Deepfakes are being used for a wide range of purposes, including in the context of disinformation campaigns, and it’s getting harder to detect those edited images.
How does this AI detect Deepfake images?
But there’s a new AI tool to spot those fake videos, it checks the light reflected in the eyes.
The project has been created by a team of computer scientists from the University at Buffalo. According to the study, this new AI was able to detect Deepfake portrait images with a surprising 94% success rate.
The system exposes the fake images by analyzing “the inconsistent corneal specular highlights between two eyes.”
When we take a picture of a real face, the reflection on the two eyes will be similar. Because they’re seeing the same thing. But generally, Deepfake images fail to accurately capture this resemblance, thus are unable to capture the true likeness of the person they are attempting to imitate.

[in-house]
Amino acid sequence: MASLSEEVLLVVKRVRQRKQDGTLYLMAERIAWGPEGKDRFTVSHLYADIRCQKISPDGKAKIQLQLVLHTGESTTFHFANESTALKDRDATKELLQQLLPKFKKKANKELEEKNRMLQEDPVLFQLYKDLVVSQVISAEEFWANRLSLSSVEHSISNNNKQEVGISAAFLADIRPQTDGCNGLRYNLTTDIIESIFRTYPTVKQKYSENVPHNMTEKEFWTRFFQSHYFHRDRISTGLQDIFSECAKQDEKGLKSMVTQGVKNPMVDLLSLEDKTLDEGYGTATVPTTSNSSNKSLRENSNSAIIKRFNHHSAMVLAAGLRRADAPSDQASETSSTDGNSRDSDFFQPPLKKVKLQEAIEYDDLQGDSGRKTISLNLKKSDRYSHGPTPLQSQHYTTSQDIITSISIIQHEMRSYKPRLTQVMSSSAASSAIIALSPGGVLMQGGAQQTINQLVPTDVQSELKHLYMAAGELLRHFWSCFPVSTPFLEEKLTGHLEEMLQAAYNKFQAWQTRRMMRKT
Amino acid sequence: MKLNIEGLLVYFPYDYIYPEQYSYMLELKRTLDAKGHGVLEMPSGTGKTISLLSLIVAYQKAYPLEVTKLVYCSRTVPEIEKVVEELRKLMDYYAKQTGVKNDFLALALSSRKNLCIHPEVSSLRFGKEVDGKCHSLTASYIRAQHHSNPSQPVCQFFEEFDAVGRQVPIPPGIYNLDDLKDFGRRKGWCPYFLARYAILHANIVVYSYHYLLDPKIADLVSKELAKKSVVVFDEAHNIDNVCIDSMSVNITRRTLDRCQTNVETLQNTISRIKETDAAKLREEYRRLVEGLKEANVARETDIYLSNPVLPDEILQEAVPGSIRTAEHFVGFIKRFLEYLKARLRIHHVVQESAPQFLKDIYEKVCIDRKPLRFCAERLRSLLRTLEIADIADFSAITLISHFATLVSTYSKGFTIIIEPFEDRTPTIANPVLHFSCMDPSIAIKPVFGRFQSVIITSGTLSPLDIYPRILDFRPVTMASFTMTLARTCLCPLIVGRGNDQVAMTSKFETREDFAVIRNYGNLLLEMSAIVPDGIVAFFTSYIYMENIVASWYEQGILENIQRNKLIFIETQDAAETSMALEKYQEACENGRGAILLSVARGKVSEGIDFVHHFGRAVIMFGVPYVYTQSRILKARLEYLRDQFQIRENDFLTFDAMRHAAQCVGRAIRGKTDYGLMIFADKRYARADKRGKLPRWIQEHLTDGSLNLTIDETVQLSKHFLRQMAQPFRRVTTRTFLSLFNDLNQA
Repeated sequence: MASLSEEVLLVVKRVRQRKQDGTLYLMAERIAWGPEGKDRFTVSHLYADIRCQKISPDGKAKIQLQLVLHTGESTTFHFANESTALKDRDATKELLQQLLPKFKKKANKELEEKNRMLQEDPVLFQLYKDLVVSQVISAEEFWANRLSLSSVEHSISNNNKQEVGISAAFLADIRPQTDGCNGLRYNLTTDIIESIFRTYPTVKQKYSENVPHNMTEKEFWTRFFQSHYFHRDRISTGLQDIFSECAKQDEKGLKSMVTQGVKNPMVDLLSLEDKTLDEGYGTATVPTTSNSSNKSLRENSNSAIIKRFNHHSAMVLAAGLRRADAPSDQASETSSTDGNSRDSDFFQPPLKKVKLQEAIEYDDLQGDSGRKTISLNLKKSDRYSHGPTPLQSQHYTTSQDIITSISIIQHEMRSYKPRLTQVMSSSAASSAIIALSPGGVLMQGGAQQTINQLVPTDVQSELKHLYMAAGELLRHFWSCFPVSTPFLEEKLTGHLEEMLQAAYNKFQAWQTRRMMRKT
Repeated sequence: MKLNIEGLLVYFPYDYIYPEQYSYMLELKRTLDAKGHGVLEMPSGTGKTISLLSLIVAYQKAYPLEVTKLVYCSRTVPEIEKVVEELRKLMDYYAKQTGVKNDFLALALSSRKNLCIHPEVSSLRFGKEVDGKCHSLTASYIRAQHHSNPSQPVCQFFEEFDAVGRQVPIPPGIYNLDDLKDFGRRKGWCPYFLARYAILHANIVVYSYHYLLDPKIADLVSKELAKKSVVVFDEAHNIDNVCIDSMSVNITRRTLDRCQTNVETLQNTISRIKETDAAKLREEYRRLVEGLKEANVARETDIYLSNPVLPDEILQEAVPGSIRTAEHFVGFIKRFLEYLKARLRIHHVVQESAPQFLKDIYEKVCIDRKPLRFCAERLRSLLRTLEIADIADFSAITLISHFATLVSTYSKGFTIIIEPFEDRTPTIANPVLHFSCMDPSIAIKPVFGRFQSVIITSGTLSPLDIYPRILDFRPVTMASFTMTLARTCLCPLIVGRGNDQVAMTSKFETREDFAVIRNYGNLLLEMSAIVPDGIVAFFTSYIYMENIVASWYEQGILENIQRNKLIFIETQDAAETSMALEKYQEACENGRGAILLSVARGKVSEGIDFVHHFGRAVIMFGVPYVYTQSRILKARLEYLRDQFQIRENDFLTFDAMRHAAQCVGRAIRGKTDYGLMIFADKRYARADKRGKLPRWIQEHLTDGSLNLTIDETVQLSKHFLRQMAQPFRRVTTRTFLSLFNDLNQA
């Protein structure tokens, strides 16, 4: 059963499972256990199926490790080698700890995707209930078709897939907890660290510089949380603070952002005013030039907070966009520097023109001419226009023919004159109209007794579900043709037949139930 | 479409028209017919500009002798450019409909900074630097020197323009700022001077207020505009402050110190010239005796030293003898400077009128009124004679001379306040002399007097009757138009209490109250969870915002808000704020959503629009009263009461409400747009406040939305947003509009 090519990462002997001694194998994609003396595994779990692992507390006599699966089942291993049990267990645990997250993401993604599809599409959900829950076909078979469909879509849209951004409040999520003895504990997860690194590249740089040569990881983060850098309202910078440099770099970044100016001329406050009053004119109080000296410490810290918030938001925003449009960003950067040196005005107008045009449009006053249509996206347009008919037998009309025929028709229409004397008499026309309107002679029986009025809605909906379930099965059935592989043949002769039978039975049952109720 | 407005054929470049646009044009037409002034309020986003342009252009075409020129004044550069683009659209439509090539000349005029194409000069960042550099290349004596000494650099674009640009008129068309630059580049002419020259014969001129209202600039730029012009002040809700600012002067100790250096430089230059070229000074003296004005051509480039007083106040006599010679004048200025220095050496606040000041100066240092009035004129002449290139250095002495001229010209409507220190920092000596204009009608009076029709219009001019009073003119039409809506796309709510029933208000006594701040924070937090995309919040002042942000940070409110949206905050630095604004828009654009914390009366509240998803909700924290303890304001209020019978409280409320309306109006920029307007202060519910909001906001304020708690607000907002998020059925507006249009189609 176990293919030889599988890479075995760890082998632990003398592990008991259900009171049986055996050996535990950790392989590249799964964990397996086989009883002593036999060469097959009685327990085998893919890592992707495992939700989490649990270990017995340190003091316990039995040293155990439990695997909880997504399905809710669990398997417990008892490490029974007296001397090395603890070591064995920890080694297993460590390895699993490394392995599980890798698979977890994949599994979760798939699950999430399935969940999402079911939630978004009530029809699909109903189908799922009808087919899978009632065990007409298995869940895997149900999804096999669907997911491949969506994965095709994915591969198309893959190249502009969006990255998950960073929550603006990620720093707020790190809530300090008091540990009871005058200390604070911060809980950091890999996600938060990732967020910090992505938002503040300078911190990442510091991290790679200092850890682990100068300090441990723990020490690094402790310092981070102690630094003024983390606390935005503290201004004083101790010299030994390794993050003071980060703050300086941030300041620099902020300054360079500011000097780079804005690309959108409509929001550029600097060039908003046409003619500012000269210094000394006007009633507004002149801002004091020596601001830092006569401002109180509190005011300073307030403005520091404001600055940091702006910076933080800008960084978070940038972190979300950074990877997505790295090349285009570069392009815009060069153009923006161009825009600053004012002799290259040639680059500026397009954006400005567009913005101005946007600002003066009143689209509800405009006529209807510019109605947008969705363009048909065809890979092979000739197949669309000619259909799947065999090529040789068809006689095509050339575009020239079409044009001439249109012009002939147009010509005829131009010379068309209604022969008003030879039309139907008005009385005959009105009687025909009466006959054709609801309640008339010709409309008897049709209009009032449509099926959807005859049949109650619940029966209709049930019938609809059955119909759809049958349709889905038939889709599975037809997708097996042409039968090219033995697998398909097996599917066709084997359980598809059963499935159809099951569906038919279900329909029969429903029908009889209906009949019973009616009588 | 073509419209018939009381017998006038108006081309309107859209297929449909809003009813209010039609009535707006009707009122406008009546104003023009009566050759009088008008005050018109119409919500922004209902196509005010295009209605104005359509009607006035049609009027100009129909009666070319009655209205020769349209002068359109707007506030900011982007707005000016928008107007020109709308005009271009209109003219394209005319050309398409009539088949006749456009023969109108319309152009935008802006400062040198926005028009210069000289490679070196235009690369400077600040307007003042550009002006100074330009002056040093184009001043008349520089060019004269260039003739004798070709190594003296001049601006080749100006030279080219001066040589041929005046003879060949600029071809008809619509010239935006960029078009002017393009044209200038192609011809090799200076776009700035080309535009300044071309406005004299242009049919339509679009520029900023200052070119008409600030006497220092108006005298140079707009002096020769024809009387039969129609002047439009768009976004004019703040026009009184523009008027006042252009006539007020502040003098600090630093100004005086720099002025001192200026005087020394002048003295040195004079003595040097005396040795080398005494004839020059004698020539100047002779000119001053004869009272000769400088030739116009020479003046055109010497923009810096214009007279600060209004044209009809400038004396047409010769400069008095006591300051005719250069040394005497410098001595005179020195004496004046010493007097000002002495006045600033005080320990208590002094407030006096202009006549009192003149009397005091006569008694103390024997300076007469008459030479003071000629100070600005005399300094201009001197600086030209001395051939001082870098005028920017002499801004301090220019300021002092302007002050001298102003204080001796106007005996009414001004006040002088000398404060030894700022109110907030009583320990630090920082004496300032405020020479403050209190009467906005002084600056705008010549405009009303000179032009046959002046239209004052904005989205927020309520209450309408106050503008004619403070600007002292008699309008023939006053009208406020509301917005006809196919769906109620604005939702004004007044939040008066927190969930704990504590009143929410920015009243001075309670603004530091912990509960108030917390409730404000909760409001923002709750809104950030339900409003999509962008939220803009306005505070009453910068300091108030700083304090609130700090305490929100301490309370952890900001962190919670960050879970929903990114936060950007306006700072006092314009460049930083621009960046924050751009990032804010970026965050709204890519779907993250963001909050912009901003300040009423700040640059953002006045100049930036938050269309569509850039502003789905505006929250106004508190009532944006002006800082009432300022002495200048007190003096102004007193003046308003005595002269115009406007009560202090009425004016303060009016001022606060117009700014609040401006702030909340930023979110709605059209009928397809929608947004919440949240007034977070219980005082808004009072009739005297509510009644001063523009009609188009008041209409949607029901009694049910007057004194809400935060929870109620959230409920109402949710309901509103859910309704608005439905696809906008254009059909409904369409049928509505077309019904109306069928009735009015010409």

The system analyzes the image and then calculates a score that is used to determine the similarity of one person to another.
The most obvious drawback to the tool is that it requires a reflected source of light in both eyes. These patterns can be easily corrected using manual post-processing and the method won’t work if one eye is missing from the image.
Also, the system is likely to produce false results when the person in the picture isn’t looking at the camera.